KPN said on Sunday the proposal by EQT AB and another by KKR of the United States, which it has also rejected, lacked merit. Separately the Dutch government repeated it has the power to block unwanted takeovers of telecommunications companies.
KPN shares were around 3% lower at 2.78 euros by 1355 GMT, valuing the Netherlands' largest telecommunications company at 12 billion euros.
Speculation about private equity interest in KPN has driven its share price about 45% higher since early October.
The people familiar with the matter said EQT still believes KPN might be willing to entertain a plan that would enable it to invest more heavily in infrastructure.
EQT would not have demanded dividends, which KPN pays to its shareholders every year, and would have been willing to spend 4 billion euros on network investments, they said.
But KPN, which is already investing 3.5 billion euros to build its fibre optic networks over the coming three years, said in its statement that EQT's proposals would not provide "tangible and material added value".
It said its boards had considered the interest of not only shareholders but also "customers, employees, creditors and bondholders, suppliers, business partners, government and Dutch society at large."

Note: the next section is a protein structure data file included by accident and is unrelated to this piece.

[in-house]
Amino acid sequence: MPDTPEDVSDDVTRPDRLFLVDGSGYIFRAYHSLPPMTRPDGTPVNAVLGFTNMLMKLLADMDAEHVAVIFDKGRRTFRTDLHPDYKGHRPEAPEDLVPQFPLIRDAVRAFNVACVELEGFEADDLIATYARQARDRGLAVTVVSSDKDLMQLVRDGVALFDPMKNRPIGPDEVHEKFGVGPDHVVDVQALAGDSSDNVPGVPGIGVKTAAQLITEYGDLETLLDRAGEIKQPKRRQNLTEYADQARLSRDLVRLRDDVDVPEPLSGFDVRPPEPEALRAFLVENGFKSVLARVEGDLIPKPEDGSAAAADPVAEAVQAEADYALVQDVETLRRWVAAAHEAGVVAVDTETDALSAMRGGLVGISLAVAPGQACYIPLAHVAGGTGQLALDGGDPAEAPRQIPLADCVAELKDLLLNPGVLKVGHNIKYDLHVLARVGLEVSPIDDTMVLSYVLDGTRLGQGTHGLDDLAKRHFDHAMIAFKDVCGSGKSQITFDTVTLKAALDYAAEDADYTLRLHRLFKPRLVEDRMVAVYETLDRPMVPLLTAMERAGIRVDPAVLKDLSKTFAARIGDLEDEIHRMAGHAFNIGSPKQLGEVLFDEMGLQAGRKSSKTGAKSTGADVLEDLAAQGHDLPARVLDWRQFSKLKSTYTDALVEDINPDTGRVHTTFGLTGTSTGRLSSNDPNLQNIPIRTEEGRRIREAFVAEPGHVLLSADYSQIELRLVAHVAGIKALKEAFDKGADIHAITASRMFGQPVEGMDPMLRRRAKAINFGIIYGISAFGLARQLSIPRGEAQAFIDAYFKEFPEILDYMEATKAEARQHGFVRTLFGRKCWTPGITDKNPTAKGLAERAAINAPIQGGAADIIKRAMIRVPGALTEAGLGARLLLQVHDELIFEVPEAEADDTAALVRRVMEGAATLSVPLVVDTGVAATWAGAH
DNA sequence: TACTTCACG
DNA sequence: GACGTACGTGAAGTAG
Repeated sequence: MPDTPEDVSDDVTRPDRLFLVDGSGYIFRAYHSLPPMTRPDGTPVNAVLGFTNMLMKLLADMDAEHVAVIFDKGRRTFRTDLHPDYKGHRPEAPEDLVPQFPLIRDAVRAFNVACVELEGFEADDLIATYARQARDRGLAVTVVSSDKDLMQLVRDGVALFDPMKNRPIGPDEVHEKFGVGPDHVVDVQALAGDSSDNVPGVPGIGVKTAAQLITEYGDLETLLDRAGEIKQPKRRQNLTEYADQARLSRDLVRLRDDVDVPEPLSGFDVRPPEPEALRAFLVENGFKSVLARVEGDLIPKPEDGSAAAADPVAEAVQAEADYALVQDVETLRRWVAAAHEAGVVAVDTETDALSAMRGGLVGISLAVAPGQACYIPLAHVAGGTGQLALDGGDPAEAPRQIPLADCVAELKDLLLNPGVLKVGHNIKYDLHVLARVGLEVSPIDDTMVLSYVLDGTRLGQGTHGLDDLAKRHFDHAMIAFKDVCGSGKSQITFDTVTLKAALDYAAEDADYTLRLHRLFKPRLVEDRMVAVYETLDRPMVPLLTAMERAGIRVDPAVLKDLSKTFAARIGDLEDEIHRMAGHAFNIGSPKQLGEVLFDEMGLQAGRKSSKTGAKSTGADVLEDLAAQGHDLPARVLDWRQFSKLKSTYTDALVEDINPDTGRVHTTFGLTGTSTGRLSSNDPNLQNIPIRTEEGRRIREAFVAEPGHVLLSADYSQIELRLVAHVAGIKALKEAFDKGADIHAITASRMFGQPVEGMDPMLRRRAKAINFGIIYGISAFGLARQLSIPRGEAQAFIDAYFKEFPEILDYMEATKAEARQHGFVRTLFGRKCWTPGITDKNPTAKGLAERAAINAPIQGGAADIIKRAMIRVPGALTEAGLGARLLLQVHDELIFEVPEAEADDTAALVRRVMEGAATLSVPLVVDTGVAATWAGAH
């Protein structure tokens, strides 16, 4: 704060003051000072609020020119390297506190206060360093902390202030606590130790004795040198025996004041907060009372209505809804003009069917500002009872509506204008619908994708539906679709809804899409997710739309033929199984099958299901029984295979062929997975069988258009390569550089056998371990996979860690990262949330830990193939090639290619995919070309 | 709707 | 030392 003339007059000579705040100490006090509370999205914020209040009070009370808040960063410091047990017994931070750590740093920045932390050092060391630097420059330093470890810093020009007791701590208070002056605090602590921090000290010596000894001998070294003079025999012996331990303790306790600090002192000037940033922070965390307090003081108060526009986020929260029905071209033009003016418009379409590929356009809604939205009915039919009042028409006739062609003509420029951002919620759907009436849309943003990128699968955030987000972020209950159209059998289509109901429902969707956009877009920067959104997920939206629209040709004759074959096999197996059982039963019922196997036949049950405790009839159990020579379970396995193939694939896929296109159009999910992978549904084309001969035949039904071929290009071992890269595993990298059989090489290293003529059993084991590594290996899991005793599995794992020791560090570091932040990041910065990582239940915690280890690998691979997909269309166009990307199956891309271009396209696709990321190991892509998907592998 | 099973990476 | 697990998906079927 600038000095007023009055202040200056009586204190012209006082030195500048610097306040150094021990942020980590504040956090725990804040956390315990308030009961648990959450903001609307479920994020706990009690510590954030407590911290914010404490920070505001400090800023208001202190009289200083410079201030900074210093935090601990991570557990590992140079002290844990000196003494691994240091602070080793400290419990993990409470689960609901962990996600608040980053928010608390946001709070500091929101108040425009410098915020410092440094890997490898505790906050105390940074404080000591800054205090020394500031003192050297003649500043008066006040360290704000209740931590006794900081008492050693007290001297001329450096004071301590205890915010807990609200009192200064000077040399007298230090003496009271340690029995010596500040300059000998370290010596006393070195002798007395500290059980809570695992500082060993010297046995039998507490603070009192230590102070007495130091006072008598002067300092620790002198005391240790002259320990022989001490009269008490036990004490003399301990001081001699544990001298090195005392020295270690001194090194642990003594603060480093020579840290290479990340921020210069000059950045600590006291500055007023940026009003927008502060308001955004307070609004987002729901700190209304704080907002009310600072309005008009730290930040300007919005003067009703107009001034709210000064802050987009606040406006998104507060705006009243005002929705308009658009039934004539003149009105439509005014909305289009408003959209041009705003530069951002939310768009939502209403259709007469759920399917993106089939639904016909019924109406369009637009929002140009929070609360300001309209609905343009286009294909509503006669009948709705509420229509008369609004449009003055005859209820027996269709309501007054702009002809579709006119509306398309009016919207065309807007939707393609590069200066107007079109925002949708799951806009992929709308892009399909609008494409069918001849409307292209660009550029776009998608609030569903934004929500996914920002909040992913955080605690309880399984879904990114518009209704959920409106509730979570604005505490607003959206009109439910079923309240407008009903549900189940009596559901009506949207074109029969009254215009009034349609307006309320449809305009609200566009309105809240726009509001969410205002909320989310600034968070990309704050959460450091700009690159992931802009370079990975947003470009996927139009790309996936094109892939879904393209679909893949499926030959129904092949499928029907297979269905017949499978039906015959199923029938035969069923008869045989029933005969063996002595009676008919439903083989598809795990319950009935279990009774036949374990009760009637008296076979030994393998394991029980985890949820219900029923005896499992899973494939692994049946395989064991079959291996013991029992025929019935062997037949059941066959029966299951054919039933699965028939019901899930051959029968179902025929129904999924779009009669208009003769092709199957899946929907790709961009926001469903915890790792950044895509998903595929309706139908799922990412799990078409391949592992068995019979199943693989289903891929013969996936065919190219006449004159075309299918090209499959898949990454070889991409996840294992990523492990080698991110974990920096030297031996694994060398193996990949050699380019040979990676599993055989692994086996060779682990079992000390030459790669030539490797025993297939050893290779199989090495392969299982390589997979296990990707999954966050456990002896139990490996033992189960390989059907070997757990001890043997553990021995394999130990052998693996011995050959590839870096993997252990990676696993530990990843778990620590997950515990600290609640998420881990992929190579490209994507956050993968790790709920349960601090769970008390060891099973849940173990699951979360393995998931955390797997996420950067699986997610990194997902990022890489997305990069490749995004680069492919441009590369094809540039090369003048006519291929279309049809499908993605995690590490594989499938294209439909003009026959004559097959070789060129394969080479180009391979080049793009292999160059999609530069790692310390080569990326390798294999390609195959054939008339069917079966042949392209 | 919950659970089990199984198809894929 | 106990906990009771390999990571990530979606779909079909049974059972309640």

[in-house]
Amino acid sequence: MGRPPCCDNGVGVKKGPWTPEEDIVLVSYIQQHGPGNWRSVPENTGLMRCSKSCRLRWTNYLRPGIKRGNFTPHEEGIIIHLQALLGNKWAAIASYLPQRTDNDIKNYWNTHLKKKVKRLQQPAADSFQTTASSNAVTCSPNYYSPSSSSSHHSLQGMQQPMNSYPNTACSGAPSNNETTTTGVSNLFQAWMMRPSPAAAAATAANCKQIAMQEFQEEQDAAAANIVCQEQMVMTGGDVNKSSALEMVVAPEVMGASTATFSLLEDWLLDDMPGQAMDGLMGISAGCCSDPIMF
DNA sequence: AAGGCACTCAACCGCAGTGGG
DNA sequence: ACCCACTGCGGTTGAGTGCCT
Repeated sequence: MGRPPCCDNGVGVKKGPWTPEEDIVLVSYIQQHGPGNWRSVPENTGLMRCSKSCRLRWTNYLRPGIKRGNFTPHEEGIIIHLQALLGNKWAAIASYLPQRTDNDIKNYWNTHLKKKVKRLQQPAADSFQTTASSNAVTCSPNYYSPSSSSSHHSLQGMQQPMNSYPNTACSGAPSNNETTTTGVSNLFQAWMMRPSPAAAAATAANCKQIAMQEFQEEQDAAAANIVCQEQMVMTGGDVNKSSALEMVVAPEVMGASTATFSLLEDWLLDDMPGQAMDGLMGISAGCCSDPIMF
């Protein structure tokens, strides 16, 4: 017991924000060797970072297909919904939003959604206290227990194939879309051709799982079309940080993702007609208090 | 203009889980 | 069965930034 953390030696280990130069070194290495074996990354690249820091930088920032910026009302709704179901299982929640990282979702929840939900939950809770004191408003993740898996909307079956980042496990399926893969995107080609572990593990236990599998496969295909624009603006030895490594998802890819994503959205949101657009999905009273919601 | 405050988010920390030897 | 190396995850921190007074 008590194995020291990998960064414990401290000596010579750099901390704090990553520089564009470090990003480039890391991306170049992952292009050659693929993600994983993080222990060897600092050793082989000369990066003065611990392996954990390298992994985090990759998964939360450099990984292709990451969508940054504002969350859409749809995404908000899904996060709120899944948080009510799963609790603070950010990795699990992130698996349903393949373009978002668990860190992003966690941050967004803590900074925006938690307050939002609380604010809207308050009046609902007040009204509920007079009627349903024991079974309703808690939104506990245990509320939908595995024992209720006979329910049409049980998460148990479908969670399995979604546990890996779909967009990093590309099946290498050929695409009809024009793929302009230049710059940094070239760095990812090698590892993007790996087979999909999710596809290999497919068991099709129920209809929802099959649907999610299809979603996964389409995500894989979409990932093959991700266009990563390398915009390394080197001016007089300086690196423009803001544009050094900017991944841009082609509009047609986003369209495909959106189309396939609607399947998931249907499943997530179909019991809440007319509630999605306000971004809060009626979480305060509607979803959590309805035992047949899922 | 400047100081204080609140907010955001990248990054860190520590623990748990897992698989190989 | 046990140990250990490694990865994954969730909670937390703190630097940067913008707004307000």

EQT declined to comment.
The Dutch government said on Monday it was aware of the offers for KPN, which competes with VodafoneZiggo and T-Mobile in the Dutch market, but would not comment on individual companies.
However it added it was satisfied with current investment plans by the country's telecoms operators.
"The Netherlands is not for nothing at the top of lists in international comparisons of digital infrastructure and we'd like to keep it that way," the Economic Affairs Ministry said in a statement.
NOT FOR SALE
KPN Chief Executive Joost Farwerck on Friday said he was not looking to sell the company, pointing out that it is well-funded and investing heavily in infrastructure for the first time in 26 years.
He cited both KPN's own plans and its joint venture with pension fund giant ABP launched in March to rollout fibre to rural areas.
KKR reached a 700 million euro fibre deal with T-Mobile Netherlands in March, meaning its plans for KPN may be obsolete, a senior telecoms banking industry source said.
KKR declined to comment.
Farwerck said it would be difficult for KPN to further accelerate the rollout given limitations on the number of streets it could work in at one time and the availability of labour and equipment.
EQT owns the Netherlands' second-largest fibre optic network, DeltaFiber, and had hoped to combine it with KPN's, a source close to the matter previously told Reuters.
But KPN's publication of the EQT and KKR approaches showed it wants "to quell takeover rumours, (and has) no intention to be sold", ING analyst David Vagman wrote in a note.
America Movil, which tried to buy KPN in 2013 but failed on the company's poison pill defences, retains a 20% stake, which it describes as "financial" and not strategic.
($1 = 0.8300 euros)
(Reporting by Bart Meijer, Toby Sterling and Arno Schuetze; Editing by David Goodman, Kirsten Donovan)
By Bart H. Meijer, Toby Sterling and Arno Schuetze